So, while many are realizing their dreams due to the work of leaders including Dr. King, we should not forget that the work necessary to realize his full dream is far from over. The NBA is ahead of most of the country but until educational inequities, employment opportunities, and poverty are fully engaged for fairness, we can only take credit for individual dream realization, not the full dream.
    Great job by the NBA. Many of the young players and executives should learn plenty due to the exposure.

  9. Valerine says:

    I am a Nigerian woman and grew up in England. I emigrated to the US in ’97. I am so grateful to Dr. Martin Luther King, to Rosa Parks, to Jesse Jackson, to Al Sharpton, to Malcolm X and all the other untold many who fought, spoke, marched, sat in and sacrificed so that we could all be free. They opened the door for all people, brown, yellow, red, and white. They made clear the way for women to come into their own. It saddens and shocks me to realize that not all of the American people realize the import and significance of the Civil Rights movement. It is that movement that makes it possible for all of us to have access and opportunity in this country to be what we dream. I thank God for them and hope and pray that we all celebrate Civil Rights every year and fight for it to be a nationally recognized holiday. It is as important as Independence Day and Presidents Day, if not more so. God bless you all.

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  11. Ant says:

    Hey Art,

    The Rudy Gay/MLK/NBA promo that just ran during the Grizzlie’s game with him talking about MLK being responsible for being able to play with an African, Spaniard, Iranian, etc and call them family is HEAVY. The NBA needs to make that clip avail for people to be able to share on their social networks today! Missed opportunity!!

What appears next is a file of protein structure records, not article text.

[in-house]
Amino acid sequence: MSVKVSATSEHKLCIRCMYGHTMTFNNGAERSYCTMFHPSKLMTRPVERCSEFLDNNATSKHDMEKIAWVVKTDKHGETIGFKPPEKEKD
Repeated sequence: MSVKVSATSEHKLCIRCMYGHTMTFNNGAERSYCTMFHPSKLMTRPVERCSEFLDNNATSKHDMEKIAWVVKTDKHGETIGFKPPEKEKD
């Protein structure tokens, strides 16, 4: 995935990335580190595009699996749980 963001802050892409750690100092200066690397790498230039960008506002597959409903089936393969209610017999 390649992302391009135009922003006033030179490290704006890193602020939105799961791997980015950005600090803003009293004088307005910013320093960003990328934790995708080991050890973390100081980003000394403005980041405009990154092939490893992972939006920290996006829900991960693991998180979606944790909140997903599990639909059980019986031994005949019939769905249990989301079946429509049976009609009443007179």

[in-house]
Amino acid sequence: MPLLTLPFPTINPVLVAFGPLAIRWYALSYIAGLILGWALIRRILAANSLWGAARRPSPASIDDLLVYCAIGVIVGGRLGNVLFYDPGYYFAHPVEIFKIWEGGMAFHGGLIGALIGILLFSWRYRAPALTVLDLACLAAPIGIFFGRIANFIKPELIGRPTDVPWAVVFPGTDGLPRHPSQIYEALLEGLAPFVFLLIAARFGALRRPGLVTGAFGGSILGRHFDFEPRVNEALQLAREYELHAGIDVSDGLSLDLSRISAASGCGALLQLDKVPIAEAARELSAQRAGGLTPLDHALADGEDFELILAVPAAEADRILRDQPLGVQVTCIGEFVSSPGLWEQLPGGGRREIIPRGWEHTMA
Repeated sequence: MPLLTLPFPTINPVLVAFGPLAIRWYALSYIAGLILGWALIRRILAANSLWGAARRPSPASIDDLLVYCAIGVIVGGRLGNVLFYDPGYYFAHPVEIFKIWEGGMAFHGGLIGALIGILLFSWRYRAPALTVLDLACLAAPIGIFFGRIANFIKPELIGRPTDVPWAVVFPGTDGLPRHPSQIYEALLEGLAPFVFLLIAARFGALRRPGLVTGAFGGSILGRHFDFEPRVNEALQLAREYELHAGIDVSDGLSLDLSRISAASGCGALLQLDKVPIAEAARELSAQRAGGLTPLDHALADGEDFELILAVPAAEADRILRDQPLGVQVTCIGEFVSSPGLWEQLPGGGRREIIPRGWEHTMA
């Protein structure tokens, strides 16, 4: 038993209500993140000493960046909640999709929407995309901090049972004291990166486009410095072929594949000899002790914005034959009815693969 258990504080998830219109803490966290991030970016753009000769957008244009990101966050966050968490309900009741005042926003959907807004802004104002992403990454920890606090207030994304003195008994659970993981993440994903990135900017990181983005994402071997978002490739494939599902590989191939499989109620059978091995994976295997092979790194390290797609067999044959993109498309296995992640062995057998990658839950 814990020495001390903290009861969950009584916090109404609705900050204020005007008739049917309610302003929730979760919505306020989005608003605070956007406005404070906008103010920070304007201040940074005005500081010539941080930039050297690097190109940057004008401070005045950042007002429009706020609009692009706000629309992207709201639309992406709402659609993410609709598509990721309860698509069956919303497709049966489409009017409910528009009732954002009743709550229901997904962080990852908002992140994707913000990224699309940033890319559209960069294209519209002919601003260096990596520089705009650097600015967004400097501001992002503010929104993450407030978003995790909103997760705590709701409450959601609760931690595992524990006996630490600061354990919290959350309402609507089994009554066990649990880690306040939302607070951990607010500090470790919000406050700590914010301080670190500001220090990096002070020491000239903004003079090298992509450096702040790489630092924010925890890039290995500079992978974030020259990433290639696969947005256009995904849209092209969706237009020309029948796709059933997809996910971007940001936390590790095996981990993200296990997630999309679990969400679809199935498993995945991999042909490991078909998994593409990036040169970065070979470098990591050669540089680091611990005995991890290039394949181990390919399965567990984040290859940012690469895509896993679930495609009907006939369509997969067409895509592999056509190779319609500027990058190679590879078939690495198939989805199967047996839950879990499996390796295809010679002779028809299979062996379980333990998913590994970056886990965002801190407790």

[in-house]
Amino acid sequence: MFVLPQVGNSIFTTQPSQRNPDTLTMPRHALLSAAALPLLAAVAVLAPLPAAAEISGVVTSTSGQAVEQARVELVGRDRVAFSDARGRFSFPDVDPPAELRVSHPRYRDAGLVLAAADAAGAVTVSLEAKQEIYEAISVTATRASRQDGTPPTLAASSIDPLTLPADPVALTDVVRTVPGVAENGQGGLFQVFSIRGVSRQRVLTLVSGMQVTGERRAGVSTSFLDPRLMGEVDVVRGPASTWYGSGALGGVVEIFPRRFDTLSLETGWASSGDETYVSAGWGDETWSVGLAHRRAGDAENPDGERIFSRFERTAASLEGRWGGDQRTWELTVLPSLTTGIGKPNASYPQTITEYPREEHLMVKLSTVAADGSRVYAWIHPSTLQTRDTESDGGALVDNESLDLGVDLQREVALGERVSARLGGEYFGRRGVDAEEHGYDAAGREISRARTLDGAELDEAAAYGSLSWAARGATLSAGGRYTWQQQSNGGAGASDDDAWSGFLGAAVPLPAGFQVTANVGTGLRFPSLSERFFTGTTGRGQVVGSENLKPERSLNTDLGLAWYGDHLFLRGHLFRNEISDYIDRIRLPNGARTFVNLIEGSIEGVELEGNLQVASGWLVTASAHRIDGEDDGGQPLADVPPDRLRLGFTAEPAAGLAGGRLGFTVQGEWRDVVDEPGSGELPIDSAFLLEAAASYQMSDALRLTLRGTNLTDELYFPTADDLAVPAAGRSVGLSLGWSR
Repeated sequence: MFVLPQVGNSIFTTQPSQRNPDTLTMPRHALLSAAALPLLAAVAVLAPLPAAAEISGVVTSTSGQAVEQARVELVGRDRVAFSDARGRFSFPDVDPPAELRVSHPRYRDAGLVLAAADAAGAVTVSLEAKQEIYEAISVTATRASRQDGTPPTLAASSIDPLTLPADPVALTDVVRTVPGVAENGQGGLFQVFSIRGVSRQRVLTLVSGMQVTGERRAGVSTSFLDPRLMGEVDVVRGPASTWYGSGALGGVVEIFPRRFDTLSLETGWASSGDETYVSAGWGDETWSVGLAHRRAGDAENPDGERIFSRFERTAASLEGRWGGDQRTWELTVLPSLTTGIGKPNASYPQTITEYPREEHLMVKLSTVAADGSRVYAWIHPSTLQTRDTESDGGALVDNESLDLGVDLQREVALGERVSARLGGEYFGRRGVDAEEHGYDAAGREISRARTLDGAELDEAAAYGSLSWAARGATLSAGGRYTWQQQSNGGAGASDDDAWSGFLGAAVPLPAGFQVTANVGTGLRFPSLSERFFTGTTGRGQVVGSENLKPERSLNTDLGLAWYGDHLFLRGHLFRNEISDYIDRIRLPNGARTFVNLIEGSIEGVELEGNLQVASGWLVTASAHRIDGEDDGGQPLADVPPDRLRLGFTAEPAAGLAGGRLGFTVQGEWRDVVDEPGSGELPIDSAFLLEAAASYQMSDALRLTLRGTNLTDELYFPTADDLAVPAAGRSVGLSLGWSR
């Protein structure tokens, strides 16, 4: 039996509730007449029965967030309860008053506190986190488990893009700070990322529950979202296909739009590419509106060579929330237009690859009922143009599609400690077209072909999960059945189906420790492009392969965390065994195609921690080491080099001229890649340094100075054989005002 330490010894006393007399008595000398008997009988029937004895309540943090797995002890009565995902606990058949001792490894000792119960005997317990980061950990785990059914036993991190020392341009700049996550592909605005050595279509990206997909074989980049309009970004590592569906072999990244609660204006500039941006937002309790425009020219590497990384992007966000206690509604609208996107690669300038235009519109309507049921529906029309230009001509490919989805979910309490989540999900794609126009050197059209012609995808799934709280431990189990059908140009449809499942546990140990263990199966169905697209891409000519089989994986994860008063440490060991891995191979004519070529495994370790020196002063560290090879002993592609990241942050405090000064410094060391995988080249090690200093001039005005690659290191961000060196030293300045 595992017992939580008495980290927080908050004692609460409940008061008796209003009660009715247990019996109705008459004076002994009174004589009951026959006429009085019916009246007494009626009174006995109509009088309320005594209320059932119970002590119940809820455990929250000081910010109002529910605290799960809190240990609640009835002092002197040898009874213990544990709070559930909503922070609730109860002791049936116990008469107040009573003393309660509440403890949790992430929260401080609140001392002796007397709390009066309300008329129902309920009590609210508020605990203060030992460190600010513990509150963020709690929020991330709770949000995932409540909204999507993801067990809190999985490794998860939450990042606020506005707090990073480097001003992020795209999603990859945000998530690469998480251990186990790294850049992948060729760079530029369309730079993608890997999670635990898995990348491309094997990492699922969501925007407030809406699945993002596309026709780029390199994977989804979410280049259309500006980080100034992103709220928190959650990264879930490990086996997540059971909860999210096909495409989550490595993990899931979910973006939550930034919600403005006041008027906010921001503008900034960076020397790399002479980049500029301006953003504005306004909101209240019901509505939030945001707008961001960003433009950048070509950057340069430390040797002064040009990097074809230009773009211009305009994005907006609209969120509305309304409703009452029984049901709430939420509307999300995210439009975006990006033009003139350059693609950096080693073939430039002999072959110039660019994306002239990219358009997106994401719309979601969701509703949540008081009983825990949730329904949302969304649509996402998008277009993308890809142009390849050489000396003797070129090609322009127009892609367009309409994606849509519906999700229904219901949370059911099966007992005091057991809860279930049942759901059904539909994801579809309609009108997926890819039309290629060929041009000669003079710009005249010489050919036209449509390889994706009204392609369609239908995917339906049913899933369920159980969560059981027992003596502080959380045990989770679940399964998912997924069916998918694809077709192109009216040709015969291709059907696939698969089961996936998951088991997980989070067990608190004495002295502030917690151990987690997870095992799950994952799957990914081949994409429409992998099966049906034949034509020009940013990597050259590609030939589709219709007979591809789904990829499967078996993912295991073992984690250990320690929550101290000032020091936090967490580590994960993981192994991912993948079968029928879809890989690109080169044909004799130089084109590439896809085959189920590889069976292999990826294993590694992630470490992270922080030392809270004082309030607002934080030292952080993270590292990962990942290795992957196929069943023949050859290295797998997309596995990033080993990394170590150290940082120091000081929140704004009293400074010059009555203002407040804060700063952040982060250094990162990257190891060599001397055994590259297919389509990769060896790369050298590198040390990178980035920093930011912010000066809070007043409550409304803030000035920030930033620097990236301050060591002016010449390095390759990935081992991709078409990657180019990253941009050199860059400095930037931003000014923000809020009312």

Just wanted to put a bug in someone’s ear in case it’s not too late…

  12. Roland says:

    Dr. Martin Luther King Jr’s efforts played a large part in the passage of civil rights, which was a momentous decision in this country — not only for African Americans, but also Asian, Hispanic, Native, Arab Americans, and women of all races. So despite that some people continue to debate the legitimacy of MLK/Civil Rights Day, I’m glad to see the NBA continuing to recognize the significance of this holiday and Dr King’s achievements.

  13. Sammy says:

    Happy Martin Luther King Day! I hope the Chicago Bulls win because Derrick Rose is amazing. Sorry Mike COnley.

  14. Jordan says:

    Well done on an excellent speach. It must be alot of pressure to be giving such a speach, and it was well delivered. Congradulations and condolences – your father would be proud :)

  15. Jan Laughlin says:

    Absolutely riveting interview. Very well presented. Interesting. MLK’s daughter does her father proud. Well-spoken, well-dressed, great make-up. Impressed. Very interesting interview. Thank you.